By Brandi Makuski
One of the most basic and cherished cornerstones of this nation is the free exchange of ideas. Whether you’re a regular citizen walking down the street, an elected official or a member of the media, it’s a right every citizen has, either at birth or naturalization. There’s just no America without it.
A new city resolution is scheduled for discussion, and possible approval, at Monday night’s Common Council meeting which, on its face, appears to contradict the First Amendment of the U.S. Constitution. The resolution formally condemns “acts of hostility, whether verbal, written or physical.”
No one can find fault with any governmental body taking a stand against specific acts of harassment, libelous or hate speech, or violent behavior — which is why our local, state and federal governments already have laws in place dealing with such behavior, outlined with some specificity.
But the City Council’s proposed resolution fails to provide a definition for what it means by “hostility”. In fact, there’s no supporting documents whatsoever to the resolution. It stands alone as a single page in the agenda packet.
A citizen’s right to satirize, to criticize, to condemn actions of another via speech or the printed word — they can all be considered “hostile”, depending on whom you ask.
A resolution is one step shy of an ordinance enforceable by police; and whether our local elected officials admit it or not, it sets the tone for future legislation within the city. While “resolution” is not defined in the city ordinances, it is defined by the state legislature. According to the Wisconsin State Legislature glossary, a resolution is:
A formal statement of opinion or intention passed by a legislative body. Resolutions in the Wisconsin Legislature can be proposed to both houses through a joint resolution. Proposals to amend the Constitution, to create, amend, or repeal a legislative rule, and to set the Legislature’s session calendar are also made by resolution.
Merriam-Webster Dictionary defines hostile as: “of or relating to an enemy; not friendly, having or showing unfriendly feelings; unpleasant or harsh.”
By comparison, Dictionary.com lists the definition as: “a hostile state, condition, or attitude; enmity; antagonism; unfriendliness; a hostile act; opposition or resistance to an idea, plan, project, etc.”
By those definitions, anything could be considered hostile: honking your horn in anger because the guy in the next lane cuts you off; union negotiations with the county, city or school district; or writing an open letter disputing the actions of an elected official.
A mammogram is certainly also quite unpleasant; and waiting in a grocery store line behind a oblivious parent whose child is tearing the candy display to shreds is anything but friendly. Some people enjoy a good Polish joke; others find it offensive, and might identify it as hostile.
These are ridiculous examples, of course, and that’s kind of the point; you can’t legislate taste. Unless “hostility” is clearly defined, it’s meaning is subject to one’s taste, making it a meaningless standard.
Will this resolution grant credibility to the idea that anyone can claim to have been the victim of hostility? If so, what does it mean for our community? Can we call the police to report someone has just called us a bad name? Or do we complain to a City Council member?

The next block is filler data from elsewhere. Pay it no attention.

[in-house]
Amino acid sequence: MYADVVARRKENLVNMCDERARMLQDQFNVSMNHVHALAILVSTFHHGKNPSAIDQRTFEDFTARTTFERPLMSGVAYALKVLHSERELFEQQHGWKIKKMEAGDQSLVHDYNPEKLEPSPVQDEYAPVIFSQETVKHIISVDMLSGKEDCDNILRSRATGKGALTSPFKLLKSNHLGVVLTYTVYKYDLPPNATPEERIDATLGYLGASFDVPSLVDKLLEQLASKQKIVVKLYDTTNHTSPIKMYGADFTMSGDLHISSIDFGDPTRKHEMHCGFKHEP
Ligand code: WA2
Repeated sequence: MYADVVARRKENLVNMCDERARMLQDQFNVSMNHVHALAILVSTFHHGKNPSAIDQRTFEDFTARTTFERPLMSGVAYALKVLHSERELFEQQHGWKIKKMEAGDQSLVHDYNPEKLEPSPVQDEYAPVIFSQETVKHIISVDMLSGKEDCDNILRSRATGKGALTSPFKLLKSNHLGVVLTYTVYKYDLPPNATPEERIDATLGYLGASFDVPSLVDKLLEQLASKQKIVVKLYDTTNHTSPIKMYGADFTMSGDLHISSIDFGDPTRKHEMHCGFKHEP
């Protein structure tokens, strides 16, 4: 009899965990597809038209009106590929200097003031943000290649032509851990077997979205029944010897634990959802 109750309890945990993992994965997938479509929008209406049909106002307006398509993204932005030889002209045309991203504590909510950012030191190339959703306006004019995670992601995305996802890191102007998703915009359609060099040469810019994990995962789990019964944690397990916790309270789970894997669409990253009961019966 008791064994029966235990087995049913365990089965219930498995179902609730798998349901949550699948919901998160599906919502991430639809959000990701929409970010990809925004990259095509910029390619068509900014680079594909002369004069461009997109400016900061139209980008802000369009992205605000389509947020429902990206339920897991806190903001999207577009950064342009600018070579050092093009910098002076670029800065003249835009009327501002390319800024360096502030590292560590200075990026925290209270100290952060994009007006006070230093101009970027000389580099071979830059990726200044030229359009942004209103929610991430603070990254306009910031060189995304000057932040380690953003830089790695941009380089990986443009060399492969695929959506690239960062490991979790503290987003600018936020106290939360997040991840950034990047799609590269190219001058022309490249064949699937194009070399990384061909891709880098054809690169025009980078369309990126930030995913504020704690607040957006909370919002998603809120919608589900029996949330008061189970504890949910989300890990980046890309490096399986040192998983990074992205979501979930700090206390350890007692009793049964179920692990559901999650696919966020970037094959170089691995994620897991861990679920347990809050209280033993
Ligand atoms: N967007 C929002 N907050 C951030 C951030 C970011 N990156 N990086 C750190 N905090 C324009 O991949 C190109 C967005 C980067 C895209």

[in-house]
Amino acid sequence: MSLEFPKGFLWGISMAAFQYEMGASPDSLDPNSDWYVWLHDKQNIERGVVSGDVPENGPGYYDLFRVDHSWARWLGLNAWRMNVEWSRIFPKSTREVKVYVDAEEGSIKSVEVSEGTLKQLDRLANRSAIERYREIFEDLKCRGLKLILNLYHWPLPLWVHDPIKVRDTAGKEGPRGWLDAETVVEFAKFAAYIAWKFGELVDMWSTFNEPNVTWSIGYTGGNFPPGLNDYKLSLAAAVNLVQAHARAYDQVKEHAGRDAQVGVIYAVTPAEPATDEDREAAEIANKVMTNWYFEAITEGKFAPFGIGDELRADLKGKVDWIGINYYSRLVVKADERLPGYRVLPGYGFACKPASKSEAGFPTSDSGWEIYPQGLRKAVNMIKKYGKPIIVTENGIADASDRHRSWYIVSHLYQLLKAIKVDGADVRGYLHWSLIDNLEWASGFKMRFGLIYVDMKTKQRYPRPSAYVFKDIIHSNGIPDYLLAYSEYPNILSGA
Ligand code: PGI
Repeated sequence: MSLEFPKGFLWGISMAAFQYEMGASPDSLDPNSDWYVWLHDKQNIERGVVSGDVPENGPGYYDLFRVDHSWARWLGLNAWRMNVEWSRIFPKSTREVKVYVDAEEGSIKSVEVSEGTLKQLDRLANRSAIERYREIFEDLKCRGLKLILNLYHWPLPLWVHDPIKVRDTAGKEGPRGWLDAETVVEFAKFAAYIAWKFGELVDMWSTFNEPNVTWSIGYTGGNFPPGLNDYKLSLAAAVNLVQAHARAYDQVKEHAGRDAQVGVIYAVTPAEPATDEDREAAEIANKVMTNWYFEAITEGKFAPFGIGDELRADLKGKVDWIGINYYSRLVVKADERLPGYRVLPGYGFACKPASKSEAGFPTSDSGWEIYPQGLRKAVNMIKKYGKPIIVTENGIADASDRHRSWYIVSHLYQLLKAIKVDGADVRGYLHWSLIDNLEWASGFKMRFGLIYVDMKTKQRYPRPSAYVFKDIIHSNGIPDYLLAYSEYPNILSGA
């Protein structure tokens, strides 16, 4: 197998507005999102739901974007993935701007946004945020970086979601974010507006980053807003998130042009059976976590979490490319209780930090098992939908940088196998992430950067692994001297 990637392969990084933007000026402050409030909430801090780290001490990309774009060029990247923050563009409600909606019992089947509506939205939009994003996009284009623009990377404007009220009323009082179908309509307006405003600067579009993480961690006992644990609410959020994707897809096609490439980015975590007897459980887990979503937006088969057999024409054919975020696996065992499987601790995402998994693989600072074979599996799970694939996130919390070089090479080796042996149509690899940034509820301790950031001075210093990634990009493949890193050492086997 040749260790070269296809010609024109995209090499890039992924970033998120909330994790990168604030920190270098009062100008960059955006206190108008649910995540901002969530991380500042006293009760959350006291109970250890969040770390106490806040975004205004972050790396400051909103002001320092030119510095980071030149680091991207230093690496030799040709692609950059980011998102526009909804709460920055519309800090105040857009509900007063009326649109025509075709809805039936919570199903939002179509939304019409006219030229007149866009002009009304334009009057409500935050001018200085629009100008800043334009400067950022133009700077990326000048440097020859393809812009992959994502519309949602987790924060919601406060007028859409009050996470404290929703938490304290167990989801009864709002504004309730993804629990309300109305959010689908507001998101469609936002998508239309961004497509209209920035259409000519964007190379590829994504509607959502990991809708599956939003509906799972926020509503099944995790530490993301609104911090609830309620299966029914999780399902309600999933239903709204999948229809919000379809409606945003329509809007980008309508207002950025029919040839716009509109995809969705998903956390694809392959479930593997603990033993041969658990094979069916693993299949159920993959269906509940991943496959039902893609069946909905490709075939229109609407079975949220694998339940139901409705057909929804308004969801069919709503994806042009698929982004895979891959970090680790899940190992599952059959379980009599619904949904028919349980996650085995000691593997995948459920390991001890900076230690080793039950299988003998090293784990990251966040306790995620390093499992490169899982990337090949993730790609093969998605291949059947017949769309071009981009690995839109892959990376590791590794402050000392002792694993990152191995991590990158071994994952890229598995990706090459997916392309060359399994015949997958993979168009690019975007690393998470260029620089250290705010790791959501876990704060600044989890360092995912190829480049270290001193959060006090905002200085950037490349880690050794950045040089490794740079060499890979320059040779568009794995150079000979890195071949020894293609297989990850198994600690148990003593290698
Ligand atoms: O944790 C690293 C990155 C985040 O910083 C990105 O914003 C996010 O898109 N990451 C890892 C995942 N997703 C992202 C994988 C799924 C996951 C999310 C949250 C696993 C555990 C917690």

There are just too many options for creating larger problems with this resolution. Something so incredibly generalized not only has high potential to increase the workload of local law enforcement, but also makes it impossible to apply equally because the definition is so subjective.
Regardless of a government’s size, it does not recognize emotional hemophilia; it is still ruled by laws and policies. Clear definitions are required to avoid legal ambiguity in protecting the city’s interests — it’s one reason we elect a city attorney every four years.
With this City Council, clear definitions are so vital because in the past 20 months, they’ve collectively shown a habit of being greatly subjective.
Current members of the Council can’t agree on the purpose of the city’s contingency fund — nor is it defined in the city ordinances. While some believe contingency should only be utilized in an emergency, others, including Mayor Mike Wiza, view the city’s contingency fund as one to be used for “unforeseen expenses”.
A recent meeting on a proposal to re-stripe Stanley St. also brought into question the meaning of the word “broken” when referencing the roadway. Many residents at that meeting publicly stated they didn’t see the road as “broken”, so there was nothing to fix and no change was needed. But some members of the Council at that meeting said they believed a road designed only for cars and trucks met their definition of “broken”.
The discussion of whether or not the city should approve such a resolution is not one that should be taken lightly. This resolution was added to the agenda late — due to “editing”, according to Wiza — just before opening weekend of gun deer hunting season. Constituents haven’t had enough time to absorb, consider the options and arrive at an opinion before tonight’s City Council.
The resolution has more potential to cause harm than do good. This resolution comes dangerously close to attempting regulation of free speech and free press; for the sake of both, any vote on the resolution should be postponed.